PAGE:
“This is a big problem in general for older people and their children,” she said. “Their children suddenly know what’s good for them. Add to it the COVID-19 pandemic, and you really have a problem.”

When the lockdown began, she wanted to fly from Palm Beach, Florida, to New York, where she has an apartment, but her daughters kept telling her not to. So she listened. By the time she decided to come back, children be damned, she couldn’t get a flight. She ended up staying away two months longer than she wanted to.

“I said, ‘I’ve lived a long life and I’m elderly and I’m willing to die of the coronavirus; I’ve made my peace with it,’” she said. “They were behaving without any knowledge at all as to my experience. It’s our experience that leads us to make the decisions we make.”

Margaret Crane feels similarly. Crane, a 73-year-old writer, moved to New York City from St. Louis. She had a “fabulous” six months before COVID hit. Once lockdown began, her three kids started calling regularly. If she didn’t pick up, they worried. This surprised her. “My kids are very independent and do not call me that often, at most once a week,” said Crane. “They were really bossy. They said, ‘We don’t want you going out at all.’ I said, ‘But I need certain things!’ And they said, ‘You’re just going to have to buy them online.’”

On Mother’s Day, she was greeted by six bags of groceries from Whole Foods, courtesy of her daughter, and a chicken pot pie and chocolate chess pie from her youngest son. At first, she was grateful. “I remember thinking in the beginning, ‘This is really nice, my kids are calling so much, I didn’t know they cared so much.’”

But after a while it was not so nice. It wasn’t like she was hugging strangers on the street. “I’m neurotic,” she said. “I wear two masks and gloves. Now it’s just annoying.”

Marc Agronin, MD, a geriatric psychiatrist at Miami Jewish Health, gets where Friedheim and Crane are coming from. When the virus first came to light, Dr. Agronin, 55, found himself pestering his parents to “be safe.” Then it occurred to him that they probably had it under control without his help.

“To some extent, I think a lot of us never realized all the strengths our parents had as aging people,” said Agronin. “We’ve kind of frozen them in time and not realized that they’ve continued to develop. We often infantilize them without realizing they might be coping better than we are.”

He believes that younger generations could learn a lot from their elders, many of whom haven’t been as freaked out by the pandemic precisely because of their age. “For someone in their eighties and nineties, they’ve already outlived many of their peers; they already live with the knowledge that there are other ailments that could affect their lives and kill them and this is just another one,” he said. “They often cope better than we imagine. They’ve had experience. They lived through the polio epidemic. They’ve lived through the Cold War. Their brains are more conditioned to get through it.”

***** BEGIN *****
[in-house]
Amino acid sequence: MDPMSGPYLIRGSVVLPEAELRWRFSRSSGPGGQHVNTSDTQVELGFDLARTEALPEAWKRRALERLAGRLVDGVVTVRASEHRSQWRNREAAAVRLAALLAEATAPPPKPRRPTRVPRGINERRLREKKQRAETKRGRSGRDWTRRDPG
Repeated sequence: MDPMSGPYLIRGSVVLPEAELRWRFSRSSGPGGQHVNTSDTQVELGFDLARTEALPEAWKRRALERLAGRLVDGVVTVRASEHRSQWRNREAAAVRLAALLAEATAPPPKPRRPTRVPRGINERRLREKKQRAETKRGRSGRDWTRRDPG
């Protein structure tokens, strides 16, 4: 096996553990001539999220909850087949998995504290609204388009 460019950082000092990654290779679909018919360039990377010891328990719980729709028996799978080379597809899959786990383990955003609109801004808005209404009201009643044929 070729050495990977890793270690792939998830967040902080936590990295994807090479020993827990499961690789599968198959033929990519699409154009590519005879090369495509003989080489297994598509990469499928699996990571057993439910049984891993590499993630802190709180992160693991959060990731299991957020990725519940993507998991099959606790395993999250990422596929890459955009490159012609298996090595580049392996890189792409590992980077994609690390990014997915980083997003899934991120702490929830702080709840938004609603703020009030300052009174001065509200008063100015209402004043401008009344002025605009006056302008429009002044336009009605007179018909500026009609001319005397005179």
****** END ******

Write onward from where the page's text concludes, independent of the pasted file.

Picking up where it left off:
He cited the example of “decontamination zones” so many people set up outside their homes where possibly infected shoes, mail, bags, packages, and other sundries were placed before entering the home. Many older people, he noted, didn’t do that — “and it turns out we might not have had to be as strict in the first place,” he said. “In some ways they’re more realistic and practical. Is there more risk with that? Yes. But they’re not the ones running out on the Fort Lauderdale beaches.”

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Finding a Happy Medium Between Concern and Nagging

Pillemer suggests adult children take a page out of the self-help relationship books and pick their battles. If their parents insist on doing the grocery shopping, don’t fight them. But if they want to fly across the country, well, that’s where you can butt in.

“I think the key thing is to ask the parent what they want from the child,” he said. “It’s also the extent to which you think your parents can clearly evaluate the information. I also wonder how they would feel if the kids said, ‘Do what you want, I don’t care.’ Some older people are so frightened they don’t want to leave their house.”

Leibowitz’s mother, Barbara Ballinger, has enjoyed the attention she has received from both Ms. Leibowitz and her other daughter. She loves that they’re “taking charge and issuing orders,” and she’s happy to listen to them. “They want me around longer,” she said.

For the most part, she has been following her daughter’s guidelines. Except when Leibowitz instructed her mother to keep her phone in her bag when she went to the doctor. “Sure enough, she sends me a message: ‘I’m here!’” Leibowitz recalled. “I told her to put it away.”